These goals may impact consumers’ decisions and therefore, it has become relevant to understand how choice goals influence consumers’ innovativeness, and how this relationship applies to the organizational strategy. In order to achieve this goal, an extension of a partial model, proposed by Heitmann, Lehmann and Hermann (2007) is suggested in this study, relating the innovativeness in a product category domain to the choice goals. The choice goals are analyzed from the self-regulation perspective (Higgins, 1997). The use of self-regulation approach to analyze innovation and decision processes, highlights the possibility of exploring how these two variables relate to each other in the consumer behavior context. The importance of Heitmann, Lehmann and Herrmann (2007)’s study to understand the choice goals, lays in the fact they have classified these goals according to the regulatory focus theory, which was proposed by Higgins (1997). Thus, there are goals, which are pursued in order to avoid negative consequences of the choice, and goals, which are pursued in order to achieve positive results of the choice process.

Key Terms in this Chapter

Choice Confidence: Choice confidence is defined as the self-rated confidence in the correctness of the decision ( Heitmann, Lehmann & Herrmann, 2007 ).

Prevention-Focus: The prevention focus is characterized by sensitivity to negative results and an attempt to avoid them. For those individuals with a prevention focus, success and failure are considered to be the absence or presence of negative results, respectively ( Higgins, 1997 ).

Promotion-Focus: A promotion focus involves the attempt to achieve positive results and seeks to reduce the discrepancies between the current state and the desired end-state. Individuals with a promotion focus understand success and failure as the presence and absence of positive results, respectively ( Higgins, 1997 ).

Self-Regulation: Self-regulation introduces the concept of regulatory focus, which underlies the hedonic principle that people seek pleasure and avoid pain ( Higgins, 1997 ). This theory has two foci: promotion and prevention, which are different in their strategies to achieve a final end state.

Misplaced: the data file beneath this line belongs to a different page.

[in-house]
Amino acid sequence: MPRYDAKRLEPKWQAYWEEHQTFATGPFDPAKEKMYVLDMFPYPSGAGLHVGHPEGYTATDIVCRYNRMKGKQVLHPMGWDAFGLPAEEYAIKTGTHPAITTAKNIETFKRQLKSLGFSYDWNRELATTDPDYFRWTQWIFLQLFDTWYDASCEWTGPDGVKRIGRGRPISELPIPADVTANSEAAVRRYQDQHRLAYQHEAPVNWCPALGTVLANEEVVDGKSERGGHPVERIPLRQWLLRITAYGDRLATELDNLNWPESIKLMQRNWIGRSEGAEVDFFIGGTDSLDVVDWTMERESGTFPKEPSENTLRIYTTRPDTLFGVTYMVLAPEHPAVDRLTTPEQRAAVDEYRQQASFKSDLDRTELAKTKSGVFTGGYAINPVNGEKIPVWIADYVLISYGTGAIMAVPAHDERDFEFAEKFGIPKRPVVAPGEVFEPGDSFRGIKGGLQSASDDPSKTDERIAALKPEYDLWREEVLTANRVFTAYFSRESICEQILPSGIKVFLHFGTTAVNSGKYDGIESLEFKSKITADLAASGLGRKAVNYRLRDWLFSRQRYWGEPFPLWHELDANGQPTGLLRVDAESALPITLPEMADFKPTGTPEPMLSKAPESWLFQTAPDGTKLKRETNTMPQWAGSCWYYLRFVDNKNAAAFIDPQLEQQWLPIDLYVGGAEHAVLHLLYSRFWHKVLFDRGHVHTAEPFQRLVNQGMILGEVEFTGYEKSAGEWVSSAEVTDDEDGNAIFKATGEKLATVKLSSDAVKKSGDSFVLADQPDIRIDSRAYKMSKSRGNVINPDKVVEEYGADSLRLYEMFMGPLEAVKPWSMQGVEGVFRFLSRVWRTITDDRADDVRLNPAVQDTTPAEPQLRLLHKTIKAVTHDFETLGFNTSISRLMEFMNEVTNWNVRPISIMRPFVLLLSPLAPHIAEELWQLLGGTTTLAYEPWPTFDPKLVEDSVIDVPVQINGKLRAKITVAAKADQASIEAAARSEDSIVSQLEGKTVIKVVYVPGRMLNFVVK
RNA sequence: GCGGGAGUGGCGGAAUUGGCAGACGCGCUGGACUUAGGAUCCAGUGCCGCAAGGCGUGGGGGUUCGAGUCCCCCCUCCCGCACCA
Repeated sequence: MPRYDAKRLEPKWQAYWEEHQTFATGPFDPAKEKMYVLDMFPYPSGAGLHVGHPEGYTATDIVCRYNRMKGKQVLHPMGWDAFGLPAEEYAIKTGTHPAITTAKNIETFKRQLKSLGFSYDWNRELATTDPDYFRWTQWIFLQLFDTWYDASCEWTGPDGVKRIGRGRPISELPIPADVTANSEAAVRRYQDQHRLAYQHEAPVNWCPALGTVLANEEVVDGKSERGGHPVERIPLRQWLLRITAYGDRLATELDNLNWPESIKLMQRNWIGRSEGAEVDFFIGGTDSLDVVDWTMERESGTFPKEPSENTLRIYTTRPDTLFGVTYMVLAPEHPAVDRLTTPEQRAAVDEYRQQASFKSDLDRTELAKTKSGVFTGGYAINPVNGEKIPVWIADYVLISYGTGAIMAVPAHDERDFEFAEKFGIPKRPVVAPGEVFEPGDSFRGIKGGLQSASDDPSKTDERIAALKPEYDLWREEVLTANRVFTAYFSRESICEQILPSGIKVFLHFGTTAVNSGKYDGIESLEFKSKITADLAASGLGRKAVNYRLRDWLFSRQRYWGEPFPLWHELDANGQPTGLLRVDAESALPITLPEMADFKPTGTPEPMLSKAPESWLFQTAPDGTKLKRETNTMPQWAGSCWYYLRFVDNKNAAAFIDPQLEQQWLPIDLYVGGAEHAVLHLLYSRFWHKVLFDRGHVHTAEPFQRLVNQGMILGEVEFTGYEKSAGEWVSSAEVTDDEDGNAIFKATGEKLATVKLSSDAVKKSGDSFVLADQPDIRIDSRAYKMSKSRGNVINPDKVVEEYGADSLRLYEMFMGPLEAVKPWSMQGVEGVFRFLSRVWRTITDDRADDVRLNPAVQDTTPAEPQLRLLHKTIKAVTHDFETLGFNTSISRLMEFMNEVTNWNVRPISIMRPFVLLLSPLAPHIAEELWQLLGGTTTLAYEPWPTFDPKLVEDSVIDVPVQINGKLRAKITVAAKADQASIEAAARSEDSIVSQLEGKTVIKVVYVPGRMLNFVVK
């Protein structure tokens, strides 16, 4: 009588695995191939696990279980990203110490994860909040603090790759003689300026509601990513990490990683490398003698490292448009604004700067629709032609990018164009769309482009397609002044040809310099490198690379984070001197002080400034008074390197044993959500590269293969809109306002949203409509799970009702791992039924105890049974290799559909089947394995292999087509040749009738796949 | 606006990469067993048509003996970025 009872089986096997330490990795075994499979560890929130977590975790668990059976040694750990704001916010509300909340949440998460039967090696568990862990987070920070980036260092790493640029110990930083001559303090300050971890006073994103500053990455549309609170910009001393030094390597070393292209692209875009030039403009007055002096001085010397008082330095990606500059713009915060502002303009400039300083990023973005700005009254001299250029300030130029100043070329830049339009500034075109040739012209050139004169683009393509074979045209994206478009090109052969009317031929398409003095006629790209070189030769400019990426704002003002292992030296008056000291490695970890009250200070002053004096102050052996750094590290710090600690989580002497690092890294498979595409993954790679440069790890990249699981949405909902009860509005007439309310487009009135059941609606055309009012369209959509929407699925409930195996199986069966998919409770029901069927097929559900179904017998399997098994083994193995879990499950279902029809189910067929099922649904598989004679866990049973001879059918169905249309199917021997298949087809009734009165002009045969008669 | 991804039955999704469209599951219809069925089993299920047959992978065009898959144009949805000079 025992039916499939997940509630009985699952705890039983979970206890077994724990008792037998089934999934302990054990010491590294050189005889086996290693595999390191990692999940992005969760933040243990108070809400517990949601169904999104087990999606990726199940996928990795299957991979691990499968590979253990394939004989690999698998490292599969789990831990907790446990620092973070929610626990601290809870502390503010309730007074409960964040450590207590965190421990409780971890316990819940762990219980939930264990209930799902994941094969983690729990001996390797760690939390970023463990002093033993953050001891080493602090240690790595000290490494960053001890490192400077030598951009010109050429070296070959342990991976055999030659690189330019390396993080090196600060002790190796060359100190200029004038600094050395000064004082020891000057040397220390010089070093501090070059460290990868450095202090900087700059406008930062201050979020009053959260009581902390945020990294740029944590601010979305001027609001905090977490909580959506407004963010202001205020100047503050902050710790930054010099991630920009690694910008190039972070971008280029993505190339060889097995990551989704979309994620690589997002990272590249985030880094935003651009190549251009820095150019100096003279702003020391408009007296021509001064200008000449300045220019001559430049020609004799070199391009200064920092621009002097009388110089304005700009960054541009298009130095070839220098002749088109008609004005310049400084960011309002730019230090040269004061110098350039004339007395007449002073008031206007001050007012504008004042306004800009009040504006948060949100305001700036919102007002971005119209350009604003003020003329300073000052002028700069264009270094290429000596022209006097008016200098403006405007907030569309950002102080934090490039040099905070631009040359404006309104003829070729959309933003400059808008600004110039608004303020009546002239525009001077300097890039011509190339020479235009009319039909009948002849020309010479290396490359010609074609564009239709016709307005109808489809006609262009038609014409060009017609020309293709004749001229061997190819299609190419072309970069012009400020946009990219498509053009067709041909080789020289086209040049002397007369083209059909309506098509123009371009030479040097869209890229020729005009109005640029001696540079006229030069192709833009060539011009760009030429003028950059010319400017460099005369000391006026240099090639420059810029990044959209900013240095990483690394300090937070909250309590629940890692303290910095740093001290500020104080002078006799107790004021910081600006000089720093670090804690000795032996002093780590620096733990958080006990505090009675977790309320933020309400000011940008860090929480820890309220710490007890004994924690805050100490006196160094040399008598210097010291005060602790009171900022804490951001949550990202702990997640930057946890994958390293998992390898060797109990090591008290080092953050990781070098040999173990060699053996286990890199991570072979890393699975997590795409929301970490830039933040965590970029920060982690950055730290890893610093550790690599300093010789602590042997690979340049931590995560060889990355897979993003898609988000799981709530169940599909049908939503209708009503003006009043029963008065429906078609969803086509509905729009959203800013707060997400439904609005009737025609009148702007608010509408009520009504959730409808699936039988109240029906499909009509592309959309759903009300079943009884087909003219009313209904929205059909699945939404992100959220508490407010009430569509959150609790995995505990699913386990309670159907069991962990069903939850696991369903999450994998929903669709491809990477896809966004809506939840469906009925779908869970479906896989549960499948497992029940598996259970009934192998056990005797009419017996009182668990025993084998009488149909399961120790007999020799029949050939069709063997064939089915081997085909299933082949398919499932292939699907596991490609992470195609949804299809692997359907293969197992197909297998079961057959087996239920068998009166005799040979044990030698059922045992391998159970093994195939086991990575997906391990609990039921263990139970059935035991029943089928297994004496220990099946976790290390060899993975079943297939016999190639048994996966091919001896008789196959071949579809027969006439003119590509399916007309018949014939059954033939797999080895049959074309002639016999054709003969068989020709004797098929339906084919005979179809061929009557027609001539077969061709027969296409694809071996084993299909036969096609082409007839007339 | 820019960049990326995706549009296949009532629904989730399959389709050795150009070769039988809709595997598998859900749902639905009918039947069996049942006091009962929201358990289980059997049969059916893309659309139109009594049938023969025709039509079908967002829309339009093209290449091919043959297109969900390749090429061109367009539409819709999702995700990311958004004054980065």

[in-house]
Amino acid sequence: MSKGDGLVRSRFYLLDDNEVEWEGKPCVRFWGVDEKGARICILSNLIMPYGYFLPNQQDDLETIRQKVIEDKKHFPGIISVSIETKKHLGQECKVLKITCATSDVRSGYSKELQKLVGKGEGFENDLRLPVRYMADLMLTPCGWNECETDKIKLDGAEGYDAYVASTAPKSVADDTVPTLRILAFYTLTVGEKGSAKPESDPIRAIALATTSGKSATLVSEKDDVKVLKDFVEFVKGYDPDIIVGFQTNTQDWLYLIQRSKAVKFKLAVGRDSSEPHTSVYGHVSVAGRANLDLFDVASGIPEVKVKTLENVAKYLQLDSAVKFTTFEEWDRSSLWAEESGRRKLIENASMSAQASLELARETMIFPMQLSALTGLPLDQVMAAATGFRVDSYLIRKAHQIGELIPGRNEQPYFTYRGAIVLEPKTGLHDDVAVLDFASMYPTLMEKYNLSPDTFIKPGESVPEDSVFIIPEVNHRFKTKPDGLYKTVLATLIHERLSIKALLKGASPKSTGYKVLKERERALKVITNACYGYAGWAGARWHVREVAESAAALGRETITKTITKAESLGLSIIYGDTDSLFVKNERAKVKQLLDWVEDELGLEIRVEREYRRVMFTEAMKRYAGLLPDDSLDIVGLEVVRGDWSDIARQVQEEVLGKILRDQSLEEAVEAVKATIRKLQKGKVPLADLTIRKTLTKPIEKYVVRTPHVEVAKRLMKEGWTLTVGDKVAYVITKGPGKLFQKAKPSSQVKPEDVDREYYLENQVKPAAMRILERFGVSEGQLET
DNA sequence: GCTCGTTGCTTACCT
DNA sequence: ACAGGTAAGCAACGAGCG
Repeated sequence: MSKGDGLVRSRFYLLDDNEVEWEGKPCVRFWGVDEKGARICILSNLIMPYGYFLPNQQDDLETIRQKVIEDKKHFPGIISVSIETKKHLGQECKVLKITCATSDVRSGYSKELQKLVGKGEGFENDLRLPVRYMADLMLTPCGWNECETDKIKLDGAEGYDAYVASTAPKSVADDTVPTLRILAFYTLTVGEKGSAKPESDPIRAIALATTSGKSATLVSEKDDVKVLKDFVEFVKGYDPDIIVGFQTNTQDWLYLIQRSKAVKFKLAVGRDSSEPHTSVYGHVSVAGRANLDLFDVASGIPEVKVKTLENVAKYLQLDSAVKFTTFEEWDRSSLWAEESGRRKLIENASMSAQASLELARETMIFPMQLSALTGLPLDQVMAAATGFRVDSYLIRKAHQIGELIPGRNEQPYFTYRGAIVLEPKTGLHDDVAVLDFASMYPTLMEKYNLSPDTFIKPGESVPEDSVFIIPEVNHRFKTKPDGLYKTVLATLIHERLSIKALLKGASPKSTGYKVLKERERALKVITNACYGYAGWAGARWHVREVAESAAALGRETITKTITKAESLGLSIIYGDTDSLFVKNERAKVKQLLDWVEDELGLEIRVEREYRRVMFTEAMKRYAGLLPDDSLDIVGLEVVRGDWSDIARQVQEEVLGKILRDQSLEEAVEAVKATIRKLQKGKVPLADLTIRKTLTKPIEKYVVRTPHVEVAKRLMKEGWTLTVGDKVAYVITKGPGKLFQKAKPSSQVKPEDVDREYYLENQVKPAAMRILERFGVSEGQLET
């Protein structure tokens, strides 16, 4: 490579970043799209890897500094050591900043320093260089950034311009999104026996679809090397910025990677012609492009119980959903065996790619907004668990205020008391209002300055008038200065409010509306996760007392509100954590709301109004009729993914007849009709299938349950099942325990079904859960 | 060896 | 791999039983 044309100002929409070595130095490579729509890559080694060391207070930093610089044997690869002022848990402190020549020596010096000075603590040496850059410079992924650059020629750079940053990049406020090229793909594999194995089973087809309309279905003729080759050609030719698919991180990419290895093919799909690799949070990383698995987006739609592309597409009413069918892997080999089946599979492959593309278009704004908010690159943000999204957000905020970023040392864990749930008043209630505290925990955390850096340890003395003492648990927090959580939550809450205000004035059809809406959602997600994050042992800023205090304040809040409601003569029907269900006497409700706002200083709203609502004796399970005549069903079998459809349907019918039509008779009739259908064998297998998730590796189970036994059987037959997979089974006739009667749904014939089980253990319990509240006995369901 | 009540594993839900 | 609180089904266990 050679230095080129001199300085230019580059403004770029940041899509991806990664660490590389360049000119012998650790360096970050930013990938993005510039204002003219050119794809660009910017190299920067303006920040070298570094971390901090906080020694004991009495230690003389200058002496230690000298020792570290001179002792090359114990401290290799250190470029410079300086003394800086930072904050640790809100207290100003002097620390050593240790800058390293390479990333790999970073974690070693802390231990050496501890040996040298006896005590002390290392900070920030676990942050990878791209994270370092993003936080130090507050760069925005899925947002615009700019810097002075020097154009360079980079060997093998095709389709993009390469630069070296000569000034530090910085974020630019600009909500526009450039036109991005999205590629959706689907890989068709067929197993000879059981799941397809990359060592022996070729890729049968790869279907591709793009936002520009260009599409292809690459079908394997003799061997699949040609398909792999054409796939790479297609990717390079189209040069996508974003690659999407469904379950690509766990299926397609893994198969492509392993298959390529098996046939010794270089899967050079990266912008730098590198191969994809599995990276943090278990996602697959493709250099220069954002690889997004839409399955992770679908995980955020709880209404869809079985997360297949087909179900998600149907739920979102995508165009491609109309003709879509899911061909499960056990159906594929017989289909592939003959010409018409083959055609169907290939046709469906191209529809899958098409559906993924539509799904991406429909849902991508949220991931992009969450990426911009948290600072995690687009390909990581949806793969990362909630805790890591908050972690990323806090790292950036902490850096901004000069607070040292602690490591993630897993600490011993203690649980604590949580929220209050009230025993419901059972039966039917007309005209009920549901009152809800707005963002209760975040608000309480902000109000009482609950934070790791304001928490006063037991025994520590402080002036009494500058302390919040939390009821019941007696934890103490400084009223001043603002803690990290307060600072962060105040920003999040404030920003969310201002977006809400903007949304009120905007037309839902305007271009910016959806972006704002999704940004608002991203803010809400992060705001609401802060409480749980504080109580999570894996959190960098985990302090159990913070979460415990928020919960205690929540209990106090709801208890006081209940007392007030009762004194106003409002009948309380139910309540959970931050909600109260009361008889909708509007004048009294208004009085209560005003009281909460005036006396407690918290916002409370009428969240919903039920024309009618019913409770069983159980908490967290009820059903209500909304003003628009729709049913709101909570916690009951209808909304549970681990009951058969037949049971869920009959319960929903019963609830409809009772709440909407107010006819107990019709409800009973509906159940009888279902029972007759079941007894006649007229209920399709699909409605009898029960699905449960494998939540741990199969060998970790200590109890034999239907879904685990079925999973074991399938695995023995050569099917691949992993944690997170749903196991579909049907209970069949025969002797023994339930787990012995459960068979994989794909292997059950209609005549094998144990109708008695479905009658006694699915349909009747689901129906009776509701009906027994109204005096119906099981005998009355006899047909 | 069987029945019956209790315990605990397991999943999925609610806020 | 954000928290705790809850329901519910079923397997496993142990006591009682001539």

Evaluation Costs: Evaluation costs are the time and effort costs associated with the search and analysis during the choice process. Time and effort are associated with collecting the information needed to evaluate potential alternative options ( Burnham, Frels& Mahajan, 2003 ).

Justifiability: The justifiability is the ability to justify the choice ( Heitmann, Lehmann & Herrmann, 2007 )

Choice Goals: Choice goals are the ones that people try to attain during a product selection and the attainment of these choice goals determines the satisfaction with the decision-making process ( Heitmann, Lehmann & Herrmann, 2007 ).

Innovativeness: Tendency to adopt innovations, characterizd in three different levels. The actualized innovativeness (the degree to which an individual is relatively earlier in adopting an innovation than other members in its social system), domain-specific innovativeness (the tendency to learn about and adopt innovations in a product category) and innate innovativeness (inner cognitive style of consumers that presents an inherent tendency to try new things or the willingness to change), whereas the abstraction increase from the first to former level ( Midgley & Dowling, 1978 ).

Innovation: Rogers (2003) explains that an innovation is an idea, practice or object that is perceived as new by the individual. Thus, a product will be considered an innovation only if it adds new attributes and/or benefits, and consumers are more likely to adopt an innovation if it is perceived as useful and important to the individual.

Anticipated Regret: Bettman, Luce and Payne (1998) and Heitmann, Lehmann and Herrmann (2007) state that decision makers feel that they are being evaluated by others (e.g., family and friends) and by themselves about their decisions. As a consequence, consumers try to anticipate regret and do this by searching for more information, in order to maximize the accuracy of their decision.